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Almost 30,000 households in B.C. can breathe a sigh of relief this week with news that the federal government has made good on its promise to renew their subsidies.

The commitment to continuing operating and subsidy agreements for dozens of B.C. co-ops and non-profit housing associations was one piece of a comprehensive federal-provincial agreement that Social Development Minister Jean-Yves Duclos announced in Vancouver on Tuesday.

As well, some of the nearly $1-billion agreed to by Ottawa and Victoria will go toward reducing the rents of the thousands of units the province has already promised in its own housing plan and that cities throughout B.C. are contributing to by providing discounted or free land.

The formal agreement was first announced last November by the federal government as part of its plans for a new national housing strategy. It was welcomed on Tuesday by many in B.C.’s non-profit sector, even though none of the money will start to flow until almost a year from now.

“The province is creating the supply engine right now. The federal money will make that supply more affordable,” said Thom Armstrong, the executive director of the Co-operative Housing Federation of B.C. His group is involved in a new initiative from the City of Vancouver to build homes with free land from the city using a community land-trust model.

Shayne Ramsay, the chief executive of B.C.’s housing agency, said the renewal of agreements for existing housing in the federal government’s portfolio is a huge win.

“The most critical part of this agreement is the extension of the housing subsidies,” said Mr. Ramsey. “It’s the cheapest form of housing because it’s already there.”

The federal Liberals’ moves on housing are reversals of the direction that Ottawa has been moving in since 1994.

That’s when the Liberals, with then-finance minister Paul Martin leading the charge, started to move away from government-supported housing. The federal government killed off programs to invest in new social housing, which some say has led to the country’s current homelessness crisis.

In subsequent years, other federal governments began to transfer social housing to provincial governments, a move that led to B.C. selling off the Little Mountain social-housing project in Vancouver to a private developer. As well, co-ops and non-profit housing projects still in the federal portfolio were warned years ago that their operating and subsidy agreements with Canada Mortgage and Housing Corporation would be ending starting in 2019.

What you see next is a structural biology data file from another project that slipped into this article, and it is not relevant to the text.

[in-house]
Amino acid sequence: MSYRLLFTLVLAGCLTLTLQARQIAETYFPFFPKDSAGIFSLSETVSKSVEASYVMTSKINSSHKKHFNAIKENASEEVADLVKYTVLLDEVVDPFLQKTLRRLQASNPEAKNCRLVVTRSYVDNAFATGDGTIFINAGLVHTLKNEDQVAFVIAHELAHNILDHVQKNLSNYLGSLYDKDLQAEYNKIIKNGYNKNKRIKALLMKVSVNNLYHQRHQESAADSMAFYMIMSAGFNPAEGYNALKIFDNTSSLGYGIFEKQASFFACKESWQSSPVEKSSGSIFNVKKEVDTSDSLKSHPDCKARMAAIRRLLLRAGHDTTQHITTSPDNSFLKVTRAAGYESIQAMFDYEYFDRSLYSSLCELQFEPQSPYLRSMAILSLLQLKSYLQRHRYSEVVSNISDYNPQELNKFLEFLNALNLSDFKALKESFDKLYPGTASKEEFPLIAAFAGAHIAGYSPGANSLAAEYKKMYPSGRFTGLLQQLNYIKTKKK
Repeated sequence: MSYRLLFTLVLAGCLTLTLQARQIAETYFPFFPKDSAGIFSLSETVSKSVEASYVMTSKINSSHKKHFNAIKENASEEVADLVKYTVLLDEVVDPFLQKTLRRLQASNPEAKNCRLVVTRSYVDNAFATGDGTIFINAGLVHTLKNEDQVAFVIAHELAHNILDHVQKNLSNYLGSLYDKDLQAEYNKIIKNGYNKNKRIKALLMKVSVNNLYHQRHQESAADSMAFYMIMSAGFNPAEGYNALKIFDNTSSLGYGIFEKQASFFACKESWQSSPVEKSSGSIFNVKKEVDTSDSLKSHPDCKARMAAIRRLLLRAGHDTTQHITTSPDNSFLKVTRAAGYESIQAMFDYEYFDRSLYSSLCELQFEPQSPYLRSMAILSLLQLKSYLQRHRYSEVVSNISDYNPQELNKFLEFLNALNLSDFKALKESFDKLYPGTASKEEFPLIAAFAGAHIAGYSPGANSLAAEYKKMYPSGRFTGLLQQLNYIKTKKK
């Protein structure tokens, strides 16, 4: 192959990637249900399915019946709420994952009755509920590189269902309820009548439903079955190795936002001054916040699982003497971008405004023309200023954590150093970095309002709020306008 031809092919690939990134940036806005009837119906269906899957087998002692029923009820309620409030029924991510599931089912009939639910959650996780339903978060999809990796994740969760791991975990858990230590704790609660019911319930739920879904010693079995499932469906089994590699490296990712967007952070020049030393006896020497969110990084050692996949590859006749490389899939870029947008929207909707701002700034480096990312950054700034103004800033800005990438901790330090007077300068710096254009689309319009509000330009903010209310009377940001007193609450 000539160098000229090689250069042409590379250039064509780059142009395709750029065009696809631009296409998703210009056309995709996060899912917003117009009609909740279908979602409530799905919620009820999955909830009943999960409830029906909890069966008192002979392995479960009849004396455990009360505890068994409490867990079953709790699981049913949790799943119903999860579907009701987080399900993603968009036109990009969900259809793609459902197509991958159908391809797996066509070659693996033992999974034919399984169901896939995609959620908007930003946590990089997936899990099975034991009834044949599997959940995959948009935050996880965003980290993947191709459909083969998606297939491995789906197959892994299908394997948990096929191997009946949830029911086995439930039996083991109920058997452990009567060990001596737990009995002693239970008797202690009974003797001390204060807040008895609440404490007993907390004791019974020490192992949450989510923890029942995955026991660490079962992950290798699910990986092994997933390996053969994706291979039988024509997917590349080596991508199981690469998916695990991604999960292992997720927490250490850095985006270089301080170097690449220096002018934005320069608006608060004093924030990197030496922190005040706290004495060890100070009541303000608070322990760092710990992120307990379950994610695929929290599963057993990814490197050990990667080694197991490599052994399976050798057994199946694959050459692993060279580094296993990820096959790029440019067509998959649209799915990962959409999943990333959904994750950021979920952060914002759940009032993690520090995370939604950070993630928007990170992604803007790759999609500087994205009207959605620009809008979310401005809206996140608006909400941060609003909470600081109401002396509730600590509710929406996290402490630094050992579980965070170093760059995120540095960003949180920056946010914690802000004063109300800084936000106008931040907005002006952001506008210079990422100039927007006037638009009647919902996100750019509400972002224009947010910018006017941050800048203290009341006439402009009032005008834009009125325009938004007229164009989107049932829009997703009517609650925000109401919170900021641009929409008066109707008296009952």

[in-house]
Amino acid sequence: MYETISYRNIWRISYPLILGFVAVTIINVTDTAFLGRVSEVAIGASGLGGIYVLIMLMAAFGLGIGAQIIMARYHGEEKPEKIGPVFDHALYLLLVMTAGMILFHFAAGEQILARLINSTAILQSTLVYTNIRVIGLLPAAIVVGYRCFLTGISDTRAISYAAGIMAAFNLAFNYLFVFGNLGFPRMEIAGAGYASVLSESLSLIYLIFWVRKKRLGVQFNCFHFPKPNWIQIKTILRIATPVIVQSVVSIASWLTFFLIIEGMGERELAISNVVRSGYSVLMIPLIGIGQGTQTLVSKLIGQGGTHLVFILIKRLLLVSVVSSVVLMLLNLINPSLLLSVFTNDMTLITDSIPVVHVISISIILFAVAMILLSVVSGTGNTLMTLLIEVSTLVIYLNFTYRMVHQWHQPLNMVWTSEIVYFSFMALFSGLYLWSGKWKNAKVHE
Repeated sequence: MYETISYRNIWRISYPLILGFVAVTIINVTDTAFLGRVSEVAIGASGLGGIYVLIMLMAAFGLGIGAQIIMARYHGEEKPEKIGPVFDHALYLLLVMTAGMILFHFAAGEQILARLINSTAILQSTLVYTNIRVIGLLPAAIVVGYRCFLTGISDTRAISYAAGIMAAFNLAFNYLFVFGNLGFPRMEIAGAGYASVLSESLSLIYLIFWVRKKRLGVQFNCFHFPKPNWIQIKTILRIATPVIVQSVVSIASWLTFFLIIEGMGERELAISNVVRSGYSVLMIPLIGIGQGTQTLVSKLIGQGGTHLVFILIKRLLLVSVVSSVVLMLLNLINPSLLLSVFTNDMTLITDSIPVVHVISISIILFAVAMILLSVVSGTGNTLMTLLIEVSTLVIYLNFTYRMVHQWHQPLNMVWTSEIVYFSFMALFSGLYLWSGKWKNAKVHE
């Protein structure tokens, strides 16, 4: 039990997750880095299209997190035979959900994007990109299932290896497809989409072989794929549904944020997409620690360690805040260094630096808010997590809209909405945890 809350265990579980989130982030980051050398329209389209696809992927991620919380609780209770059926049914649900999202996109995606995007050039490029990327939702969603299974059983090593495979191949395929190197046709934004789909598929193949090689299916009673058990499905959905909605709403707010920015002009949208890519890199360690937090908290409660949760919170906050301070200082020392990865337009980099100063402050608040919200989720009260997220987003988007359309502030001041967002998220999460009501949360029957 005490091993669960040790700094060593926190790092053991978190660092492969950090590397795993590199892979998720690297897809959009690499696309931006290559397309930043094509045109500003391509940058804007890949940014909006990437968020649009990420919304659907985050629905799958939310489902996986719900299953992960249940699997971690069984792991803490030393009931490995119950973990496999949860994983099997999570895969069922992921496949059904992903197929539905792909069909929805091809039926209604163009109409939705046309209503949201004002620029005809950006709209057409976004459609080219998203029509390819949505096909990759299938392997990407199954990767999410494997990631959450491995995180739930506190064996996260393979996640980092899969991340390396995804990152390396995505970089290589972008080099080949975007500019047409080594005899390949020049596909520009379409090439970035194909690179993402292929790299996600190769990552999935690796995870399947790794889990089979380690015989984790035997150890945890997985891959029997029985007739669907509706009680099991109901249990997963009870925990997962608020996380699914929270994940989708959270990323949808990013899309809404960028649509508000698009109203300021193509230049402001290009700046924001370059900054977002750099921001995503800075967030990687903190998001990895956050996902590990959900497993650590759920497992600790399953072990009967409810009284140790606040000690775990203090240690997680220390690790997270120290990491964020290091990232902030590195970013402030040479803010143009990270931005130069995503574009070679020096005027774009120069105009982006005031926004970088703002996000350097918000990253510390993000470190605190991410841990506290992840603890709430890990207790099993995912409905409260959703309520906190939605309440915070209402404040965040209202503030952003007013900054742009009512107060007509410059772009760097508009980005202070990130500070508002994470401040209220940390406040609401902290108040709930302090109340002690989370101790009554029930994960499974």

Tuesday’s announcement, which is the second provincial agreement Ottawa has signed after one with Ontario a few weeks ago, reverses at least that last part of the changes.

“For too long, the federal government pretended these [housing] problems were the problems of municipalities and provinces,” Mr. Duclos said.

He repeated previous statements that his government intends to reduce chronic homelessness by 50 per cent, “remove 530,000 families from housing need across Canada,” and introduce a new housing benefit of up to $2,500 a year per qualifying household.

Prime Minister Justin Trudeau campaigned aggressively in 2015 on a promise to do more for cities, especially when it came to the two critical issues of transit and housing.

While transit announcements and money have flowed steadily since the Trudeau team was elected, housing initiatives have been slower to get going.

Although there have been many announcements in the past two and a half years about housing, the disbursement of real dollars has often been delayed. The housing benefit, for example, is not scheduled to start until 2020, after the next federal election.

Tuesday’s news committed the province and the federal government to spending $999.1-million jointly. The money will also be spent on 100,000 new homes and repairs to more than 300,000 existing ones.

That’s on top of the $7-billion the NDP government says it is putting into housing programs over the next 10 years, with the idea of spurring the creation of 114,000 new, affordable homes.

BC Housing currently has 350 applications from different non-profits, charitable groups and cities to build affordable housing projects.

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